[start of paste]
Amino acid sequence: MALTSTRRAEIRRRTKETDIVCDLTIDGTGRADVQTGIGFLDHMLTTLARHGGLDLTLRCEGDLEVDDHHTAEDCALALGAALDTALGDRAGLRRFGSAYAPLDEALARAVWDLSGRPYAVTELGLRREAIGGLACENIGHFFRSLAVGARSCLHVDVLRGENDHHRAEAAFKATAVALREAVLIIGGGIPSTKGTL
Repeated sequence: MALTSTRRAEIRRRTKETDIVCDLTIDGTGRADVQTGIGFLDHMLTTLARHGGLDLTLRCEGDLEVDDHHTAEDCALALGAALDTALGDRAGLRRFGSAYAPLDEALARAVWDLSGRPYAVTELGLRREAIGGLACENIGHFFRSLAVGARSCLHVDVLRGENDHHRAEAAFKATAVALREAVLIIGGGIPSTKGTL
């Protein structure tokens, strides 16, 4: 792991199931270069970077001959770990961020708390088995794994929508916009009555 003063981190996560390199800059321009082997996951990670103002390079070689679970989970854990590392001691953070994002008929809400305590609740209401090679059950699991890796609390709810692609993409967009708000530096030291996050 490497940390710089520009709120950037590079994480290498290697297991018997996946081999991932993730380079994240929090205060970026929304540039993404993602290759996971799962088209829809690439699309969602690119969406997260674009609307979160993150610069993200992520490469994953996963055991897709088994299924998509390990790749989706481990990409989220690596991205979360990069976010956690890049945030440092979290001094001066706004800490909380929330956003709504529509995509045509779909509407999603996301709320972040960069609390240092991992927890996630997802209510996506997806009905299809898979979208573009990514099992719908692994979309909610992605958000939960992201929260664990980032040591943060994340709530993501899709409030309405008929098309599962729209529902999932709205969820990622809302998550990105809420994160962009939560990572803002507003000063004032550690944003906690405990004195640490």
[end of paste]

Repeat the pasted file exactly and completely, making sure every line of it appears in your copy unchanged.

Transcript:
Amino acid sequence: MALTSTRRAEIRRRTKETDIVCDLTIDGTGRADVQTGIGFLDHMLTTLARHGGLDLTLRCEGDLEVDDHHTAEDCALALGAALDTALGDRAGLRRFGSAYAPLDEALARAVWDLSGRPYAVTELGLRREAIGGLACENIGHFFRSLAVGARSCLHVDVLRGENDHHRAEAAFKATAVALREAVLIIGGGIPSTKGTL
Repeated sequence: MALTSTRRAEIRRRTKETDIVCDLTIDGTGRADVQTGIGFLDHMLTTLARHGGLDLTLRCEGDLEVDDHHTAEDCALALGAALDTALGDRAGLRRFGSAYAPLDEALARAVWDLSGRPYAVTELGLRREAIGGLACENIGHFFRSLAVGARSCLHVDVLRGENDHHRAEAAFKATAVALREAVLIIGGGIPSTKGTL
């Protein structure tokens, strides 16, 4: 792991199931270069970077001959770990961020708390088995794994929508916009009555 003063981190996560390199800059321009082997996951990670103002390079070689679970989970854990590392001691953070994002008929809400305590609740209401090679059950699991890796609390709810692609993409967009708000530096030291996050 490497940390710089520009709120950037590079994480290498290697297991018997996946081999991932993730380079994240929090205060970026929304540039993404993602290759996971799962088209829809690439699309969602690119969406997260674009609307979160993150610069993200992520490469994953996963055991897709088994299924998509390990790749989706481990990409989220690596991205979360990069976010956690890049945030440092979290001094001066706004800490909380929330956003709504529509995509045509779909509407999603996301709320972040960069609390240092991992927890996630997802209510996506997806009905299809898979979208573009990514099992719908692994979309909610992605958000939960992201929260664990980032040591943060994340709530993501899709409030309405008929098309599962729209529902999932709205969820990622809302998550990105809420994160962009939560990572803002507003000063004032550690944003906690405990004195640490």